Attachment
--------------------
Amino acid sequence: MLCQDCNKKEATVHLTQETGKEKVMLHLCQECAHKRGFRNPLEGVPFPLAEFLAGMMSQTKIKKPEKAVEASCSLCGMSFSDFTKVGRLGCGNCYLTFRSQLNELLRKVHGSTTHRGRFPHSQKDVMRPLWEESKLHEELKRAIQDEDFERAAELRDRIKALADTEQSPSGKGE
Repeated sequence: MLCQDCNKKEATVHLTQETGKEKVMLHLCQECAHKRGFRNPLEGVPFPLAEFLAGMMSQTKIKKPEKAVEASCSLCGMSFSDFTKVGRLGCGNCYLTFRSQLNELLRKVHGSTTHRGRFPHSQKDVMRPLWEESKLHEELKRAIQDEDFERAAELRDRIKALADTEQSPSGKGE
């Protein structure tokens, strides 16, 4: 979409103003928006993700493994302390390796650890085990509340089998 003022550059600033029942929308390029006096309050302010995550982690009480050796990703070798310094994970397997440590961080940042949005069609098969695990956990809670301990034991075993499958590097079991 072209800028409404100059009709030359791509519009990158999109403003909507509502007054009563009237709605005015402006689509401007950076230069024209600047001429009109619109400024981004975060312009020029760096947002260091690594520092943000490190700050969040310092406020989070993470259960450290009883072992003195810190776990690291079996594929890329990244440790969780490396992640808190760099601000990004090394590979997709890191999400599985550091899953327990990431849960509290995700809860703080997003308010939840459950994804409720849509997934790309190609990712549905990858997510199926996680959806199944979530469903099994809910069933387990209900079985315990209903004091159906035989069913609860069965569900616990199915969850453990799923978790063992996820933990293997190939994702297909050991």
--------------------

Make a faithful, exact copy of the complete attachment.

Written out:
Amino acid sequence: MLCQDCNKKEATVHLTQETGKEKVMLHLCQECAHKRGFRNPLEGVPFPLAEFLAGMMSQTKIKKPEKAVEASCSLCGMSFSDFTKVGRLGCGNCYLTFRSQLNELLRKVHGSTTHRGRFPHSQKDVMRPLWEESKLHEELKRAIQDEDFERAAELRDRIKALADTEQSPSGKGE
Repeated sequence: MLCQDCNKKEATVHLTQETGKEKVMLHLCQECAHKRGFRNPLEGVPFPLAEFLAGMMSQTKIKKPEKAVEASCSLCGMSFSDFTKVGRLGCGNCYLTFRSQLNELLRKVHGSTTHRGRFPHSQKDVMRPLWEESKLHEELKRAIQDEDFERAAELRDRIKALADTEQSPSGKGE
């Protein structure tokens, strides 16, 4: 979409103003928006993700493994302390390796650890085990509340089998 003022550059600033029942929308390029006096309050302010995550982690009480050796990703070798310094994970397997440590961080940042949005069609098969695990956990809670301990034991075993499958590097079991 072209800028409404100059009709030359791509519009990158999109403003909507509502007054009563009237709605005015402006689509401007950076230069024209600047001429009109619109400024981004975060312009020029760096947002260091690594520092943000490190700050969040310092406020989070993470259960450290009883072992003195810190776990690291079996594929890329990244440790969780490396992640808190760099601000990004090394590979997709890191999400599985550091899953327990990431849960509290995700809860703080997003308010939840459950994804409720849509997934790309190609990712549905990858997510199926996680959806199944979530469903099994809910069933387990209900079985315990209903004091159906035989069913609860069965569900616990199915969850453990799923978790063992996820933990293997190939994702297909050991």